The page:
I know his value is higher as a 3B, but there's a pretty good chance we have a MLB caliber 3B between Olt/Villanueva/Baez... and I think if any of those three are moved to the OF, it's likely to LF, no?

  • In reply to HoosierDaddy:

    Baez is the only one of that group I'd consider moving to LF if an IF spot isn't available. As for who plays RF between Bryant and Soler, that's a tough call. I'll lean Soler but you can go either way on that and be just fine. Perhaps the first to make it up gets first crack at RF.

  • In reply to John Arguello:

    I've seen Parks say that he thinks Bryant will play RF and Soler LF because he thinks Bryant has the better arm.

  • In reply to KSCubsFan:

    There you go. It's pretty close and not surprising that some will go one way and some go the other. Either way, if both make it, the Cubs are getting an above average arm in LF, which is a nice little bonus.

  • In reply to John Arguello:

    Why is that? Positional value aside.

    I've heard some say that Olt could project to OF. I know him and especially Villanueva are plus defenders at 3B, but the whole "what if" they both work out sort of thing (not assuming we trade one which is prob more likely). Too much pressure on their bat in the OF?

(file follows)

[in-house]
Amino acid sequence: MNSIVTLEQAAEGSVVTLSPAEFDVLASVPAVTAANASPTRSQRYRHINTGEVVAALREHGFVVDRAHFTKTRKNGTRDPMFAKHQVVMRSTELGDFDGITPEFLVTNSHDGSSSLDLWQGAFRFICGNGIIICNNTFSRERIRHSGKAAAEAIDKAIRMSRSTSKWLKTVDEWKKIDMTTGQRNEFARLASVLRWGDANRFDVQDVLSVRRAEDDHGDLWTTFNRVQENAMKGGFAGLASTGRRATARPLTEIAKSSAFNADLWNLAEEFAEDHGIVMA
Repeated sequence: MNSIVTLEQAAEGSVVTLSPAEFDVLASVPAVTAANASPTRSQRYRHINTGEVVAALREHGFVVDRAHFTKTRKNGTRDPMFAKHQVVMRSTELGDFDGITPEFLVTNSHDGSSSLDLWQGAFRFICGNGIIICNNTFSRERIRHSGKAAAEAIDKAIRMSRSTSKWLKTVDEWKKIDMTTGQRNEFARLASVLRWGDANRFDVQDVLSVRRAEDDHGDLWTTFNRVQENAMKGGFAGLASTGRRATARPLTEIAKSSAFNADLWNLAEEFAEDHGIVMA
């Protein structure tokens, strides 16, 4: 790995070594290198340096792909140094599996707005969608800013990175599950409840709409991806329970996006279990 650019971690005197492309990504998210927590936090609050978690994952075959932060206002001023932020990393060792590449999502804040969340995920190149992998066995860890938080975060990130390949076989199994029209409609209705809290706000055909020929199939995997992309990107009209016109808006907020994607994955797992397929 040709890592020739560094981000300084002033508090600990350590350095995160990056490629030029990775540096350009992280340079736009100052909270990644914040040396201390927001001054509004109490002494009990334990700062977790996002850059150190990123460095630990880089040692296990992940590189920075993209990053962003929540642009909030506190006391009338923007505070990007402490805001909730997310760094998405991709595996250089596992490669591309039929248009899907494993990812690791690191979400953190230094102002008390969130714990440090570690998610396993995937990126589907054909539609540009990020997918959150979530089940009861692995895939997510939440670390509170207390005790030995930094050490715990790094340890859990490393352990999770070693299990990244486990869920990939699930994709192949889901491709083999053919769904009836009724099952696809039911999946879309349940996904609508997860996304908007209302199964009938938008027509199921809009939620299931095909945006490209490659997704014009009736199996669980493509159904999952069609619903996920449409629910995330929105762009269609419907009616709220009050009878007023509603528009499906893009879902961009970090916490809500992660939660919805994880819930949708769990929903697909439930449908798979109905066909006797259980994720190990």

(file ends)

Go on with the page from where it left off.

• In reply to HoosierDaddy:

    Yes, I think both of them add significant value through their 3B defense that makes up for some holes in their offense. That won't be the case in LF. Less defensive value and there and more burden on the bat -- which will make those hitting flaws stand out.

  • In reply to John Arguello:

    So it's either 3B for the cubs or trade bait for them two?

  • One of the best articles I have read on Cubs prospects anywhere in recent years. Very exciting to see the progress of these kids. Keep up the great work!

  • In reply to GoHawks:

    Thank you.

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    Bryant and Gray are clearly having a competition on who can put up the most eye-popping numbers in their first season.

    Bryant for the year: ..344/.391/.688, 7 HR, 9 BB, 27K. (We knew those were going to be high.)